the world was a very different place than it is today. I wasn't sure what atheism was. I had never even heard of anyone in the U.S. openly identifying themselves as an atheist. I had no idea that there were many others out there who had similar doubts about what they had been raised to believe.
Thanks to the Internet and other changes, no teenager is going to have that experience today as they transition from religious believer to atheist. And yet, I cannot help wondering whether some of the things that would have been helpful to me might be helpful for others today.
Accurate Information About Atheism
It would have been helpful to me if I had at least heard of atheism so that I would have had some familiarity with the term. It took me way to long to get from recognizing my doubts to understanding that the atheist label might apply to me. My problem was a lack of information. While this is not a problem the kids of today are likely to encounter, they have a different one: widespread misinformation pushed by the religious. I think that having access to accurate information about the nature and meaning of atheism is likely to be helpful today.
We are all familiar with the harmful stereotypes about atheists pushed by some religious believers. We can set the record straight and disseminate accurate information where it can be accessed to those who most need it.
Awareness of Other Atheists
Another thing that would have helped me out quite a bit would have been knowing that there were other atheists out there somewhere. This might have prevented me from suspecting that I was alone and deciding that there must have been something seriously wrong with me. While I find it unlikely that anyone today could fail to recognize the existence of atheists in an abstract sense, I have repeatedly encountered atheists here in Mississippi who have long been convinced that they were alone in their local communities. When if they know that others are out there somewhere, they tend to feel alone and isolated locally. Recognizing that there are others in their communities would likely help.
This can be tricky because being open about one's atheism is still not terribly safe in some parts of the U.S. But for those who can be out and in the open, one's very presence can be a source of inspiration to others. Even better, the presence of atheists in one's community can be a source of many different forms of support.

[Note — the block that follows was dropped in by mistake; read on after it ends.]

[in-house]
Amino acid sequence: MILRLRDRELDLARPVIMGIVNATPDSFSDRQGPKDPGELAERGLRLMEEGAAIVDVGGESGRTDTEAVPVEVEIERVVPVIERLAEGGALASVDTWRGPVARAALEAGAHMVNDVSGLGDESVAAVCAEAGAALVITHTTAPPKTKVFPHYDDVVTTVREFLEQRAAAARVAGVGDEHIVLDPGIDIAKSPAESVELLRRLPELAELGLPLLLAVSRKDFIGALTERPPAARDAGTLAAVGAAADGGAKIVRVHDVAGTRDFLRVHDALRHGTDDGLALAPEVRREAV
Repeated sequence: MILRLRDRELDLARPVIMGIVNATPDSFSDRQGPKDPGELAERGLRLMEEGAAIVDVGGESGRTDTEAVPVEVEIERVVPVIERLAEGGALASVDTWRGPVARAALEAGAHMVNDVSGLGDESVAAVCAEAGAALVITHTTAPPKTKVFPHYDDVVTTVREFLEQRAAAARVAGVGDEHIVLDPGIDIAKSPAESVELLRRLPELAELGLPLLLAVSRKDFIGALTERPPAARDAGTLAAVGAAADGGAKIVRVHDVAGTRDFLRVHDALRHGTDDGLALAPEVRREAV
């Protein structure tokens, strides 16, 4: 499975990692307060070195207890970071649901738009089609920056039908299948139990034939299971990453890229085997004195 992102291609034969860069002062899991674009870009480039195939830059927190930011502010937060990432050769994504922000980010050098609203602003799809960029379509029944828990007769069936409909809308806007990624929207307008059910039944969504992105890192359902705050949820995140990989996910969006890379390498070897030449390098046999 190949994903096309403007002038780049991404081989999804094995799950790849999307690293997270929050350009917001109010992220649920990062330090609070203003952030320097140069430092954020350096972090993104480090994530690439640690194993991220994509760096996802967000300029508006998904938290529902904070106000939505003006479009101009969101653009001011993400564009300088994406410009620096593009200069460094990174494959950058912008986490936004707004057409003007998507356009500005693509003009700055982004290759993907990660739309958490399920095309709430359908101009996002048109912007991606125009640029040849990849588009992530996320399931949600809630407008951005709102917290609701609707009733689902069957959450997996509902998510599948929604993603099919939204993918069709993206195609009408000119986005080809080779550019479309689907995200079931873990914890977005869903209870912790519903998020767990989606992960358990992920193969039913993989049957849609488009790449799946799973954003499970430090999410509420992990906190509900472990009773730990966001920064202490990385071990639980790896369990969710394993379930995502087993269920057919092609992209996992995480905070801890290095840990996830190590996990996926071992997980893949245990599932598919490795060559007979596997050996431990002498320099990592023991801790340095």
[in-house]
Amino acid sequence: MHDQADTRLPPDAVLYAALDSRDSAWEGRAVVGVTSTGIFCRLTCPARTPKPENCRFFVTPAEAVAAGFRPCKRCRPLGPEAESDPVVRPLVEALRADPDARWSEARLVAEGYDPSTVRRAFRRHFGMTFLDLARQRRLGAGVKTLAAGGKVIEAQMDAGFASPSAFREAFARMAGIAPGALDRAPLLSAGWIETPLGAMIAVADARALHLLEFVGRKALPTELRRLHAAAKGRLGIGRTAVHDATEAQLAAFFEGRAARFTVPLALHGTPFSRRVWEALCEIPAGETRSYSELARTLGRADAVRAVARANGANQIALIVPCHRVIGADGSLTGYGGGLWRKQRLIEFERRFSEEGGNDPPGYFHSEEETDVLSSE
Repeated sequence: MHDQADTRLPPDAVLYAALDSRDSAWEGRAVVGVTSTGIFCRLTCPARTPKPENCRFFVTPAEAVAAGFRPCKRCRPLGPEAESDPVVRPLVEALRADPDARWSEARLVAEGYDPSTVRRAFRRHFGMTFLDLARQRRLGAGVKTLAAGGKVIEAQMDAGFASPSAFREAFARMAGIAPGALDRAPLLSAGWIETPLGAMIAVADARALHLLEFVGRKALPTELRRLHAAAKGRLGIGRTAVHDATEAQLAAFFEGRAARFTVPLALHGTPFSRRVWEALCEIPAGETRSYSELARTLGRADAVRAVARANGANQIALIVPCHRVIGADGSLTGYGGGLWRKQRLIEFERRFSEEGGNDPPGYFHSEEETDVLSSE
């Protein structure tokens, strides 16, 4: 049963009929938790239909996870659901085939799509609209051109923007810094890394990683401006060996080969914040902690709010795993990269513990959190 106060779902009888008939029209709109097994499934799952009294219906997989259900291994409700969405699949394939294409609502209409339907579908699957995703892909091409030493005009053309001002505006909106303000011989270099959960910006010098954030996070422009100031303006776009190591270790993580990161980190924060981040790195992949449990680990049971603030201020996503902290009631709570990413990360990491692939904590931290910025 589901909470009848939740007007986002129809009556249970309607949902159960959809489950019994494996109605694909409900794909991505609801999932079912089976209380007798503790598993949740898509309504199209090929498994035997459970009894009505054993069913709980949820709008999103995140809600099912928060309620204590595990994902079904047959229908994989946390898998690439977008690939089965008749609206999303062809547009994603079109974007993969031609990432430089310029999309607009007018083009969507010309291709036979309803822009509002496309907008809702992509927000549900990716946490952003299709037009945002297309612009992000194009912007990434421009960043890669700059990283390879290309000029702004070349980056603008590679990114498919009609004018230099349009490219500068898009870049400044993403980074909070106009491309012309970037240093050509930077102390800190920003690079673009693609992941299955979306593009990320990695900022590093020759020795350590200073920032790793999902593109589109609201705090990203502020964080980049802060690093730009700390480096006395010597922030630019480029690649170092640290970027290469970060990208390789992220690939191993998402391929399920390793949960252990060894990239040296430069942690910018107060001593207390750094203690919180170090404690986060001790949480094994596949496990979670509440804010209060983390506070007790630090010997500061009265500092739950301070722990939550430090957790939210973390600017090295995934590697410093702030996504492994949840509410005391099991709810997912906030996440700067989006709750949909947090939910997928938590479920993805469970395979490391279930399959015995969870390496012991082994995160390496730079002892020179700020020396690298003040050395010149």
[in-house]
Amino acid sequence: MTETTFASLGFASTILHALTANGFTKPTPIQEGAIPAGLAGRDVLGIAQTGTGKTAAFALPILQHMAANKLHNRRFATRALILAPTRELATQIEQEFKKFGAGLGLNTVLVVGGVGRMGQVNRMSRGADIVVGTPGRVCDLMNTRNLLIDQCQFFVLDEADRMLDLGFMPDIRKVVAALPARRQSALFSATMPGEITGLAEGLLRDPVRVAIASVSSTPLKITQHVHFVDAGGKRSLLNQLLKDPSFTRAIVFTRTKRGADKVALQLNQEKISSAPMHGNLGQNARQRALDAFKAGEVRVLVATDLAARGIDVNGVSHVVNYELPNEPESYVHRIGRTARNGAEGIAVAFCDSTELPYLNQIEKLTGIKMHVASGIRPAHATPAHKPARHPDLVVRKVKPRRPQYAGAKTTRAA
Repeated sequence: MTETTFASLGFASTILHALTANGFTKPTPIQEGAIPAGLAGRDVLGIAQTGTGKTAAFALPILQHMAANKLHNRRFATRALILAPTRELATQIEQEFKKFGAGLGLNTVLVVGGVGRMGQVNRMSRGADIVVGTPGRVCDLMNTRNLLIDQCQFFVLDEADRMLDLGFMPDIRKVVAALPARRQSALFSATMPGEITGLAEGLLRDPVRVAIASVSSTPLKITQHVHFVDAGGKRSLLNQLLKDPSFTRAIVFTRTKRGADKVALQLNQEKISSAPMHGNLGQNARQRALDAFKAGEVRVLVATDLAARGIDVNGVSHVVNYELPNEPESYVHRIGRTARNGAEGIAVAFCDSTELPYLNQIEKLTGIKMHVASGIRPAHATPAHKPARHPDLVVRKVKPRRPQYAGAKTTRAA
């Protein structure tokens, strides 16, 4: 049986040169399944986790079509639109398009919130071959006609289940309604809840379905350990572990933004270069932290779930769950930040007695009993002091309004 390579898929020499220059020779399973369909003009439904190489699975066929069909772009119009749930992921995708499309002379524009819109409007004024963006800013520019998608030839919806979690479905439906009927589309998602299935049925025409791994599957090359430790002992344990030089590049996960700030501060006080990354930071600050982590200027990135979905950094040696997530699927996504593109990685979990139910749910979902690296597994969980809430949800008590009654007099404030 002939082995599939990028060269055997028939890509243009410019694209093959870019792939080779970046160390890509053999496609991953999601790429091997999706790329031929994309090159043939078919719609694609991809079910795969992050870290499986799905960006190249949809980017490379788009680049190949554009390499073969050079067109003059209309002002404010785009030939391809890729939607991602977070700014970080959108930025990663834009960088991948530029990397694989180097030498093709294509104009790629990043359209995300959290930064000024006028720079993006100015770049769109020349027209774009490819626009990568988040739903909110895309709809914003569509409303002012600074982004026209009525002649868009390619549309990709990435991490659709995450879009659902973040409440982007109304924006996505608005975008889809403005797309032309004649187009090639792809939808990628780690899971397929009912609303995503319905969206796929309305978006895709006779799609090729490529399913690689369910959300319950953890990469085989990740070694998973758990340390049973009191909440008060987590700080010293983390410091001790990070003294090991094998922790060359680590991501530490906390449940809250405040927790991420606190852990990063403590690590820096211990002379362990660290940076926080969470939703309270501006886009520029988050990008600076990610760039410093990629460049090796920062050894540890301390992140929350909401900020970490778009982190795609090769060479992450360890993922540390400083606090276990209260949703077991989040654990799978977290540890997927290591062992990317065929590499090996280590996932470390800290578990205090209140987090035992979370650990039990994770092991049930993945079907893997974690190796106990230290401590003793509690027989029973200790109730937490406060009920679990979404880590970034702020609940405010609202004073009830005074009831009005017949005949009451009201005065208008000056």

Good Atheist Role Models
For teenage me, knowing that there were other atheists out there somewhere would have helped. Knowing that there were other atheists in my hometown would have helped even more. But what would have made a far greater difference would have been the availability of suitable atheist role models. In some respects, I think this might be even more important today than it was back then.
Young people coming to terms with their doubts need examples of atheists who are rational, even-tempered, charitable to others, capable of critical thinking, and committed to freethought. They need models who do not hate religious people simply because they are religious. When they venture out onto their preferred social media platforms, it would be great if they saw a bit more intelligent discussion and a bit less of atheists calling religious believers names. They also need models who do not seek to replace religious dogma with other sorts of dogma and who are not preoccupied with the application of authoritarianism to achieve ideological purity among atheists. After all, it is unlikely to be clear to them how this is an improvement over religion. They need models who are willing to admit that they are wrong, able to resist tribalism, and who do not demonize those who disagree with them. In short, they need living examples of how atheism is preferable to religion.
Support for Those in Extreme Situations
In this post, I've mentioned a few things that would have helped me as I was beginning to question my Christian beliefs and that I think are still relevant for those going through this process today. At the same time, I have to acknowledge that many teens today have it far worse than I ever did. Some are being raised in evangelical fundamentalist families that may throw them out of their homes upon learning of that they are questioning the faith of their parents. They are going to need a different level of support, and I wanted to make sure I acknowledge that here.
What would you add? For those of you who made the transition from religious believer to atheist in your youth, what are some of the things that would have been helpful to you that might remain relevant for the youth of today?
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